Realizing you’ve made a mistake on your business tax return is a stressful situation. Fortunately, businesses can amend their tax returns within three years of the original filing date. This can help your company get ahead of potential tax problems, resolving issues long before they attract audits or fines from the IRS.
That said, not all situations require you to file an amendment. If you realize you’ve made an error or omitted pertinent information from your tax return, the best way to correct the error will depend on the nature of the mistake.
When Should You File an Amended Business Tax Return?
If the errors on your tax return alter your tax liability or otherwise misrepresent your company’s tax position, you’ll likely need to file an amendment. Here are some common instances where you need to file an amended business tax return:
You Filed the Wrong Form
A common error is filing the wrong form for your business. For instance, if your business is incorporated and you end up filing Form 1065, then you’ve incorrectly used a form meant for partnerships. You will have to send your adjusted return with the correct form for your business structure.
You Underreported Business Income
As a business owner, you may realize that you missed an income statement while calculating your annual revenue, or you might reconcile your books and discover that you forgot to move some paid invoices from your accounts receivable to cash. In both cases, you have misinterpreted the business income to the IRS, and this may lead to a penalty. Amending your tax return is the best option to maintain compliance.
You Received New Information After Filing
In some cases, you may receive relevant information after filing your taxes. For example, dividends from your corporate shares or side income from a partnership could raise your tax liability for the year after you’ve already filed. In such a situation, filing an amendment will enable you to correct this mistake.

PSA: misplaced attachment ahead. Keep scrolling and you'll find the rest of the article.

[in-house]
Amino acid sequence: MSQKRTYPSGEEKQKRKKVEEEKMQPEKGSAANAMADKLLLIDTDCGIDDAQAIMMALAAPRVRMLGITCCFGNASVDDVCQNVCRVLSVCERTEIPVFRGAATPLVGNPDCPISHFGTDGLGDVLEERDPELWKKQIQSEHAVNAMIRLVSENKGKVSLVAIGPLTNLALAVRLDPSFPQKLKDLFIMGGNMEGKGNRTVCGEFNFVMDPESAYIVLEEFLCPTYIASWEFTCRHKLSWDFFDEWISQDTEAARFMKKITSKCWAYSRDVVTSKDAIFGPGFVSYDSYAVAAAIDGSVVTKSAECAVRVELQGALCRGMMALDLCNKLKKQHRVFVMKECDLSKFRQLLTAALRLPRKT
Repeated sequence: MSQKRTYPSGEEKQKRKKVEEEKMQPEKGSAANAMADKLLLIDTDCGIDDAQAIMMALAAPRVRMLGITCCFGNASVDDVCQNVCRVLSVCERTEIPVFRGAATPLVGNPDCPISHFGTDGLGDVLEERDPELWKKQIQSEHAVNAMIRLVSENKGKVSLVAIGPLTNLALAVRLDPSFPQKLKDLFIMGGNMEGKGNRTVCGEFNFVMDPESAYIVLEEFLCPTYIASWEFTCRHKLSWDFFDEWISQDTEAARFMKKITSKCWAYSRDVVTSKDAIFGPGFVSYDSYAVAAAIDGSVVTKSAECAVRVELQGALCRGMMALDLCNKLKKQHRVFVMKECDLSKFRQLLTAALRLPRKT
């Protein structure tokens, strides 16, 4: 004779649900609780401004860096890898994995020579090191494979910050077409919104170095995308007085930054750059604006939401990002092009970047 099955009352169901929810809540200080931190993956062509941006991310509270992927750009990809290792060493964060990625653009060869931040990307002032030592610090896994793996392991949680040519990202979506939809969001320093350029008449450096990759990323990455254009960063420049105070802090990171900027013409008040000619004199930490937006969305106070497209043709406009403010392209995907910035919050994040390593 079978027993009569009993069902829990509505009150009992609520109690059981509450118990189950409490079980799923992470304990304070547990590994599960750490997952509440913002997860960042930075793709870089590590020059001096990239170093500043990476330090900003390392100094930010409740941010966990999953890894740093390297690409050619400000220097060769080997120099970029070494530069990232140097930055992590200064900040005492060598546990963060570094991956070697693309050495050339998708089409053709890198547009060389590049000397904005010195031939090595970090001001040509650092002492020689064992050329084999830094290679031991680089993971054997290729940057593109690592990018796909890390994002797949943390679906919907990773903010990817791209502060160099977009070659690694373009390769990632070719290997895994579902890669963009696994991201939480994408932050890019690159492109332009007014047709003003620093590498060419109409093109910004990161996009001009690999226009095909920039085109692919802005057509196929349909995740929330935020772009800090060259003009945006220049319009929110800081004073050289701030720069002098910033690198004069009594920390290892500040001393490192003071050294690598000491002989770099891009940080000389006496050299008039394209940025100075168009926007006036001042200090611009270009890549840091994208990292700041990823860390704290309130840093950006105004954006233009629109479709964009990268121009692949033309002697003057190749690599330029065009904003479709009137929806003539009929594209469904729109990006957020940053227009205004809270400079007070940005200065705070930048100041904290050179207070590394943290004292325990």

You Failed to Take Advantage of Tax Deductions
You may realize after filing your taxes that you did not take advantage of all the tax deductions or credits available to you. Amending your tax return will ensure that your business can benefit from every tax break it qualifies for.
You Claimed Deductions or Credits You Shouldn’t Have
You may have thought you qualified for a specific tax credit or deduction, only to later realize you were mistaken. In this situation, it’s crucial to amend your tax return.
Some tax deductions always stay the same over the years, for instance, insurance for work vehicles, flat-rate utilities like internet usage, and home office square footage. However, you can expect your tax deductions to reduce if you move to a new office space or reduce your insurance premiums, for example. If you attempt to claim an incorrect tax credit or claim more deductions than you are eligible for, it may lead to an audit. You can reduce your odds of facing IRS penalties by amending your tax return to correct any errors.
When You Do Not Need to File an Amendment
You do not have to amend your business tax return if you have the following mistakes:
If you made a math error on your return, you shouldn’t panic. Whether you subtracted expenses from your revenue and forgot to carry one on the return, you do not need to amend the math. The IRS will detect mathematical errors and will fix the mistake, or they will request clarification. In either case, you typically will not be penalized because of mathematical errors.
You Failed to Attach Tax Forms
In some cases, you may realize a little too late that you forgot to file an IRS Form 1099-MISC for your contract workers. You should not panic or try amending this business tax return mistake. The IRS will spot this discrepancy on your tax return, and they will contact your business to get this form. When you forget to submit some parts of your tax return, filing an amendment will create more paperwork for the IRS. Just wait until they contact you so that you can send in the forms you forgot.
You Received a Message from the IRS
If you’ve already received a formal inquiry or audit notice from the IRS, you shouldn’t amend the relevant tax return. In this case, the IRS will expect a response to their inquiry rather than an amendment, and seeking to update your existing return could cause confusion.
Whether or not you should file a business tax return depends on multiple factors, including the nature of the error and whether the IRS has already sent you a notice regarding the mistake. If you do need to amend your business tax return, the process will vary based on your business’ entity type. When navigating the various forms and mailing requirements, it can be helpful to have the guidance of an experienced tax professional. If you have questions about potential errors on your tax return, don’t hesitate to reach out to a trusted tax accounting team.